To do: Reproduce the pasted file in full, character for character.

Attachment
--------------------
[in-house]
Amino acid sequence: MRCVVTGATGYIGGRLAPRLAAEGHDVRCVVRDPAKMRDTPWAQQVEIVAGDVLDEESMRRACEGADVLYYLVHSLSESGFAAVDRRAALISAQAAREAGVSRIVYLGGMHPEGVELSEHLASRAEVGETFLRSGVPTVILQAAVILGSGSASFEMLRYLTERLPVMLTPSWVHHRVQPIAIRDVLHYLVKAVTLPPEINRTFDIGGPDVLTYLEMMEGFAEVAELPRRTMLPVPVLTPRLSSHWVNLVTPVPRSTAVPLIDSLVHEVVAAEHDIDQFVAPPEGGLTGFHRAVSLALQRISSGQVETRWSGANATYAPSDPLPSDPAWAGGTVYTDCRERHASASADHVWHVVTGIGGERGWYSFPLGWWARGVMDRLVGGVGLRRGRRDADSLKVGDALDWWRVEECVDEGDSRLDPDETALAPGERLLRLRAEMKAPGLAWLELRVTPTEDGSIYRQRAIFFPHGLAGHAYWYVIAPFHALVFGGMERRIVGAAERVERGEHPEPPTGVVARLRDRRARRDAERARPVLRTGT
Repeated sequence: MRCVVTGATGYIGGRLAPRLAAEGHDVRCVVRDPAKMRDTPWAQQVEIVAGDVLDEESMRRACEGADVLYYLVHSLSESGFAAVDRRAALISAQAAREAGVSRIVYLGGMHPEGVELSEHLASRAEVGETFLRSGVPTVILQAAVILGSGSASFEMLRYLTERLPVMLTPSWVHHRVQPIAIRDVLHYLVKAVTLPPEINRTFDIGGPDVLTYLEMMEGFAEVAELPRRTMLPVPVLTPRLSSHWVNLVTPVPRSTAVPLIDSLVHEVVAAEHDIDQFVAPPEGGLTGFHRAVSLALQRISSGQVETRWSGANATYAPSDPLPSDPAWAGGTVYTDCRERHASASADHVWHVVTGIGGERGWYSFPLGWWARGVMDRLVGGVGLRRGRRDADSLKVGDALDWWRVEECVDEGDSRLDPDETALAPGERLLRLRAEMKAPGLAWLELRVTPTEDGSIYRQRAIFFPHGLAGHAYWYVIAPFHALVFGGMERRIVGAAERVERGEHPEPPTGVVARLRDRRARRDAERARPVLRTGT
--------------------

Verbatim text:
[in-house]
Amino acid sequence: MRCVVTGATGYIGGRLAPRLAAEGHDVRCVVRDPAKMRDTPWAQQVEIVAGDVLDEESMRRACEGADVLYYLVHSLSESGFAAVDRRAALISAQAAREAGVSRIVYLGGMHPEGVELSEHLASRAEVGETFLRSGVPTVILQAAVILGSGSASFEMLRYLTERLPVMLTPSWVHHRVQPIAIRDVLHYLVKAVTLPPEINRTFDIGGPDVLTYLEMMEGFAEVAELPRRTMLPVPVLTPRLSSHWVNLVTPVPRSTAVPLIDSLVHEVVAAEHDIDQFVAPPEGGLTGFHRAVSLALQRISSGQVETRWSGANATYAPSDPLPSDPAWAGGTVYTDCRERHASASADHVWHVVTGIGGERGWYSFPLGWWARGVMDRLVGGVGLRRGRRDADSLKVGDALDWWRVEECVDEGDSRLDPDETALAPGERLLRLRAEMKAPGLAWLELRVTPTEDGSIYRQRAIFFPHGLAGHAYWYVIAPFHALVFGGMERRIVGAAERVERGEHPEPPTGVVARLRDRRARRDAERARPVLRTGT
Repeated sequence: MRCVVTGATGYIGGRLAPRLAAEGHDVRCVVRDPAKMRDTPWAQQVEIVAGDVLDEESMRRACEGADVLYYLVHSLSESGFAAVDRRAALISAQAAREAGVSRIVYLGGMHPEGVELSEHLASRAEVGETFLRSGVPTVILQAAVILGSGSASFEMLRYLTERLPVMLTPSWVHHRVQPIAIRDVLHYLVKAVTLPPEINRTFDIGGPDVLTYLEMMEGFAEVAELPRRTMLPVPVLTPRLSSHWVNLVTPVPRSTAVPLIDSLVHEVVAAEHDIDQFVAPPEGGLTGFHRAVSLALQRISSGQVETRWSGANATYAPSDPLPSDPAWAGGTVYTDCRERHASASADHVWHVVTGIGGERGWYSFPLGWWARGVMDRLVGGVGLRRGRRDADSLKVGDALDWWRVEECVDEGDSRLDPDETALAPGERLLRLRAEMKAPGLAWLELRVTPTEDGSIYRQRAIFFPHGLAGHAYWYVIAPFHALVFGGMERRIVGAAERVERGEHPEPPTGVVARLRDRRARRDAERARPVLRTGT